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luft2.jpg (79470 bytes) 2nd Pattern Luftwaffe Dagger  Adopted in 1937, this dagger was authorized for wear by Officers and Officer Candidates.  As the Luftwaffe rapidly expanded, these daggers are numerous and affordable on today's collector market. 

Manufacturers Some known makers include Eickhorn, Alcoso, WKC, Klaas, Pack, Herder, SMF, Tiger, Puma, and Clemens & Jung. For a complete listing, see Tom Wittmann's difinitive reference on Luftwaffe daggers, Exploring the Dress Daggers of the German Luftwaffe.

Construction Fittings are cast in a variety of materials, including steel, nickle, aluminum, and pot metal.  Hilt fittings and scabbards come in a variety of finishes, including the grey or black finish (often called "airplane grey" by collectors and dealers).  A few examples are found nickle plated.  Scabbards feature a pebbled design and are adorned with scabbard bands featuring an oakleaf design.  Brass or zing runners are secured by a variety of screws and screw configurations. The crossguard features a Luftwaffe eagle in flight clutching a swastika. The ball pommel features a swastika, sometimes finished in gold.  Both Pommel and ferrule feature a raised oakleaf design.

Grips produced in many materials, including ivory, blown celluloid over wood or plaster (always appear white in color), Trolon and other phenolic resins (identifiable by the strong odor and the yellow and orange hues resulting from oxidation over time).  The pebbled scabbard featured two suspension bands with rings. The bands and the scabbard tip were decorated with oakleaves.  Overall length is 41cm  (16.2 inches).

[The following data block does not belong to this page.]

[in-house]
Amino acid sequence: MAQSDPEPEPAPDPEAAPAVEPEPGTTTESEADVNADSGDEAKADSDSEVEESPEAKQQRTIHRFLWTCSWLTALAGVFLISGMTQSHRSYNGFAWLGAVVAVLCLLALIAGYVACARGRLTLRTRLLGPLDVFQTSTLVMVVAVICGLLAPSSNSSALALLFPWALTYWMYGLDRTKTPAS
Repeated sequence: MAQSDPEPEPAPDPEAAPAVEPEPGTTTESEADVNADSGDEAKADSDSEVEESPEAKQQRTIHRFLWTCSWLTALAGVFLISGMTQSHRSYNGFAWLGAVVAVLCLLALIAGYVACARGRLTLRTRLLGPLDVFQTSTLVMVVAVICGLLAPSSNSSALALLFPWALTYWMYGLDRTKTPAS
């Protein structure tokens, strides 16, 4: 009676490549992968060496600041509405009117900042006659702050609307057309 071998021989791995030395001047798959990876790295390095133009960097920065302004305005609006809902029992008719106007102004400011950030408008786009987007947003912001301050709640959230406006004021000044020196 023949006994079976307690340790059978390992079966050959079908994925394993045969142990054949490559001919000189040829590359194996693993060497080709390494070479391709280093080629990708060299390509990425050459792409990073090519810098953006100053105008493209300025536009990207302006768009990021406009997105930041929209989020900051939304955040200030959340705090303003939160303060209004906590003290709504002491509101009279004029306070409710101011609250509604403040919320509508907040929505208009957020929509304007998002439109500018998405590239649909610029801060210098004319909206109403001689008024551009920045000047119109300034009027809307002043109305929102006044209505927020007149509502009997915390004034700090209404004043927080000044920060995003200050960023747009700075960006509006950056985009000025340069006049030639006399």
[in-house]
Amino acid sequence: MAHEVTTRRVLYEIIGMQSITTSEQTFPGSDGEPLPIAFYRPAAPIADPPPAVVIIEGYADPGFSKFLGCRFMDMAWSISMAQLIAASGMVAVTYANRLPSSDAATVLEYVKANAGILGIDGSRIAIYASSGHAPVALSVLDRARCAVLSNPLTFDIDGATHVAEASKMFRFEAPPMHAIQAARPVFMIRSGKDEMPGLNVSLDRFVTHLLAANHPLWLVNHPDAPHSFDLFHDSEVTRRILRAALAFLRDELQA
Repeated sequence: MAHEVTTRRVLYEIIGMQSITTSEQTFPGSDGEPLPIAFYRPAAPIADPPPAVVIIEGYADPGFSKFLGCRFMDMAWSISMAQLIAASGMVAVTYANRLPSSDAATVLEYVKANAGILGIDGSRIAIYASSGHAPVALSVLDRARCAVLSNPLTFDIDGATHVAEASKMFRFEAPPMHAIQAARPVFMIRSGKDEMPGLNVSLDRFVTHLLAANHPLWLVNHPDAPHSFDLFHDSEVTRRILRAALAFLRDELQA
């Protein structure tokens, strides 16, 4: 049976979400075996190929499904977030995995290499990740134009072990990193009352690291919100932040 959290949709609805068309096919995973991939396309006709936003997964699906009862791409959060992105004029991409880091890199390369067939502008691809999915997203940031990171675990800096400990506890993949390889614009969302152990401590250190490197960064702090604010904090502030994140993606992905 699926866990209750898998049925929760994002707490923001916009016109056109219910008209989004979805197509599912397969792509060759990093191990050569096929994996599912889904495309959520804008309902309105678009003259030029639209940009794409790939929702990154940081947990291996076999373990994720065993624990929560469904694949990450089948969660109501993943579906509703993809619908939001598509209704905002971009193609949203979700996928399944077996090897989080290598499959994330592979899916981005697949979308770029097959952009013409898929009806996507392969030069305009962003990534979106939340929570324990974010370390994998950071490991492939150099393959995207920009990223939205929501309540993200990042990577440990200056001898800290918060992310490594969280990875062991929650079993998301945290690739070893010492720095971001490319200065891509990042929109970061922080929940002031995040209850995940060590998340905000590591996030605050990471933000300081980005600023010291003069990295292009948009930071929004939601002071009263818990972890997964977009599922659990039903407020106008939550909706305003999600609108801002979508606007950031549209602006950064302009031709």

Rarity Common

Variations Eickhorn and WKC production daggers commonly exhibit gilted pommel swastikas, as do products by other manufacturers.  Each manufacturer used parts that are slightly unique in construction and design.  Learning these configurations can help collectors spot daggers that are assembled from parts.  The above Wittmann reference presents these variations in detail.
Warnings Although pommel swastikas are not always gilted, gold is often added by overzealous collectors and dealers in an effort to spruce up their daggers.   On many (but not all) models, gilting is present on the interior or the pommel.  An inspection of a disassembled pommel can often assist collectors in identifying touched-up exterior swastikas.  Additionally, as is the case with Etched Army daggers with standard "voos" pattern etches, the safest Luftwaffe dagger purchases will exhibit "sprigs" or small branches underneath the eagle on the obverse of the blade.  While original examples do exist without this feature, most reproductions lack this detail.  Additionally, as is the case with Army daggers (and for the same reason), Luftwaffe daggers should NOT be RZM marked.